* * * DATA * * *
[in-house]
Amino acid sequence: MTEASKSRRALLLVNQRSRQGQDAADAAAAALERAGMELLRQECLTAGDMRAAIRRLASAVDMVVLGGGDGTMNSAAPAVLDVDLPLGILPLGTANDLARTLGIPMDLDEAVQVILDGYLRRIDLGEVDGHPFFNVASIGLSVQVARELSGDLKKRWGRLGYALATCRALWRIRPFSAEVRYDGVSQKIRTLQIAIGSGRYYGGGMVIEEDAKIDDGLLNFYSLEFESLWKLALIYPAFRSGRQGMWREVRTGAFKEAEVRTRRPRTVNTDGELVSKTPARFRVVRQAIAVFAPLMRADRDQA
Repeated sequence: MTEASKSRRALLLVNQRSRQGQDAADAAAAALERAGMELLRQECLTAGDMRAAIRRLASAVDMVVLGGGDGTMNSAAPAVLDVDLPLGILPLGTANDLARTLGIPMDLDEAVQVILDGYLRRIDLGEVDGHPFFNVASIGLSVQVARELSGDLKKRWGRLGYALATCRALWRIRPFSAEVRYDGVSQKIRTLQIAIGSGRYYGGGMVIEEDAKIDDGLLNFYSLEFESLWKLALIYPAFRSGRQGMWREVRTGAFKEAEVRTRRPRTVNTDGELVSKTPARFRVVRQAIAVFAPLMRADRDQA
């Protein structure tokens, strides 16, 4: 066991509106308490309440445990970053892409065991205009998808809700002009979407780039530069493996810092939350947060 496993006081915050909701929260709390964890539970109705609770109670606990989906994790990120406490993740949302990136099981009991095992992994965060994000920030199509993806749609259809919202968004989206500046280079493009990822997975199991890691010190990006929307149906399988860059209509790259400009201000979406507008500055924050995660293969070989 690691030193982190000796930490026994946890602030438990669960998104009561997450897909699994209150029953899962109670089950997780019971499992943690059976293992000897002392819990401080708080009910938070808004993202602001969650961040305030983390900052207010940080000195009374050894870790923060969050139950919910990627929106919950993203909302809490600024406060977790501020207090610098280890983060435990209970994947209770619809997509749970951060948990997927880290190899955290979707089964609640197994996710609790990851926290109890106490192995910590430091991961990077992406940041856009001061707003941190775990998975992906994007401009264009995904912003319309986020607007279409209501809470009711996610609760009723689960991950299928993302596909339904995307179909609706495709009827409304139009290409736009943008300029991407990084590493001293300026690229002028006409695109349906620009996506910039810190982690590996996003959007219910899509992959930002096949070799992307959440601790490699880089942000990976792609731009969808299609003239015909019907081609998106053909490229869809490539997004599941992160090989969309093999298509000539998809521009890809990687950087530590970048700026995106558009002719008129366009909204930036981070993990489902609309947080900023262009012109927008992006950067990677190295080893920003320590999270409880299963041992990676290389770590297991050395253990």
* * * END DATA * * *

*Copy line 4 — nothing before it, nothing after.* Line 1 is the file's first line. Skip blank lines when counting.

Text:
């Protein structure tokens, strides 16, 4: 066991509106308490309440445990970053892409065991205009998808809700002009979407780039530069493996810092939350947060 496993006081915050909701929260709390964890539970109705609770109670606990989906994790990120406490993740949302990136099981009991095992992994965060994000920030199509993806749609259809919202968004989206500046280079493009990822997975199991890691010190990006929307149906399988860059209509790259400009201000979406507008500055924050995660293969070989 690691030193982190000796930490026994946890602030438990669960998104009561997450897909699994209150029953899962109670089950997780019971499992943690059976293992000897002392819990401080708080009910938070808004993202602001969650961040305030983390900052207010940080000195009374050894870790923060969050139950919910990627929106919950993203909302809490600024406060977790501020207090610098280890983060435990209970994947209770619809997509749970951060948990997927880290190899955290979707089964609640197994996710609790990851926290109890106490192995910590430091991961990077992406940041856009001061707003941190775990998975992906994007401009264009995904912003319309986020607007279409209501809470009711996610609760009723689960991950299928993302596909339904995307179909609706495709009827409304139009290409736009943008300029991407990084590493001293300026690229002028006409695109349906620009996506910039810190982690590996996003959007219910899509992959930002096949070799992307959440601790490699880089942000990976792609731009969808299609003239015909019907081609998106053909490229869809490539997004599941992160090989969309093999298509000539998809521009890809990687950087530590970048700026995106558009002719008129366009909204930036981070993990489902609309947080900023262009012109927008992006950067990677190295080893920003320590999270409880299963041992990676290389770590297991050395253990």